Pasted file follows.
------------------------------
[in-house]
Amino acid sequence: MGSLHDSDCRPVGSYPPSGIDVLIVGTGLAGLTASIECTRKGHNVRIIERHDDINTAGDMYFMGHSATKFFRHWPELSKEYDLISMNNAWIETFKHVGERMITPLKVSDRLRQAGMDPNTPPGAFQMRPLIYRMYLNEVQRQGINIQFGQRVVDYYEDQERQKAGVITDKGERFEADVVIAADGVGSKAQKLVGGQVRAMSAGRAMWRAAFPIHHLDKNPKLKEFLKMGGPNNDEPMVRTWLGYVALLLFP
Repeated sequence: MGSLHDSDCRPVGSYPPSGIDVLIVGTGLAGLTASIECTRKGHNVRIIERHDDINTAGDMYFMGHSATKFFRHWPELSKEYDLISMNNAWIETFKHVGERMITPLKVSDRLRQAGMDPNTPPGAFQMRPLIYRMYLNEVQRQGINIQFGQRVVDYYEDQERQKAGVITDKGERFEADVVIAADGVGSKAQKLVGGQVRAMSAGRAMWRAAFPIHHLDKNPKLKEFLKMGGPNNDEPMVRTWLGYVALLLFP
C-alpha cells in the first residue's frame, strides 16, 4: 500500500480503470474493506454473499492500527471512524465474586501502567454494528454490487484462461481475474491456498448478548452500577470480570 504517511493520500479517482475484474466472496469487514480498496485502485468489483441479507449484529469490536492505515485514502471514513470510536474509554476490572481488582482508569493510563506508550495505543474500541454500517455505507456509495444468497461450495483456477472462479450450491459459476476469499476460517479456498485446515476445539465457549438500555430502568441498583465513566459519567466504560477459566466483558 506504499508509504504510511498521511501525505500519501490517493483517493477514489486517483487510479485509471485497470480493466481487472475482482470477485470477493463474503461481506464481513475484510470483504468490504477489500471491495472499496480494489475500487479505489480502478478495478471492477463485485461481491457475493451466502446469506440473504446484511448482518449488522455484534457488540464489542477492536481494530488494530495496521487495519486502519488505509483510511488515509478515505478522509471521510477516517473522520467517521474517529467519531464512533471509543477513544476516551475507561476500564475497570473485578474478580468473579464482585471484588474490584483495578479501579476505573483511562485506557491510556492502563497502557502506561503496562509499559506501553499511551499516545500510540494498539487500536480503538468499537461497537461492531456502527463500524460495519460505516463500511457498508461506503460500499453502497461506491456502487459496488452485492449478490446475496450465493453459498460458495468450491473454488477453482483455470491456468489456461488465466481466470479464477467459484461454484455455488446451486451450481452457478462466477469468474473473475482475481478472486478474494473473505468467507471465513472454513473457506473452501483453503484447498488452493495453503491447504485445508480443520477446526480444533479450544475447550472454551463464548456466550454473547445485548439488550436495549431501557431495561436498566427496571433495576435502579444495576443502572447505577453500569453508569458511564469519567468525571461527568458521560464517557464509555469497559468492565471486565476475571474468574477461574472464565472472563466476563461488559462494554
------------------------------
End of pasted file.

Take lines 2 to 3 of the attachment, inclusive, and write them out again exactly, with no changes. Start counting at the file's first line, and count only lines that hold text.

Amino acid sequence: MGSLHDSDCRPVGSYPPSGIDVLIVGTGLAGLTASIECTRKGHNVRIIERHDDINTAGDMYFMGHSATKFFRHWPELSKEYDLISMNNAWIETFKHVGERMITPLKVSDRLRQAGMDPNTPPGAFQMRPLIYRMYLNEVQRQGINIQFGQRVVDYYEDQERQKAGVITDKGERFEADVVIAADGVGSKAQKLVGGQVRAMSAGRAMWRAAFPIHHLDKNPKLKEFLKMGGPNNDEPMVRTWLGYVALLLFP
Repeated sequence: MGSLHDSDCRPVGSYPPSGIDVLIVGTGLAGLTASIECTRKGHNVRIIERHDDINTAGDMYFMGHSATKFFRHWPELSKEYDLISMNNAWIETFKHVGERMITPLKVSDRLRQAGMDPNTPPGAFQMRPLIYRMYLNEVQRQGINIQFGQRVVDYYEDQERQKAGVITDKGERFEADVVIAADGVGSKAQKLVGGQVRAMSAGRAMWRAAFPIHHLDKNPKLKEFLKMGGPNNDEPMVRTWLGYVALLLFP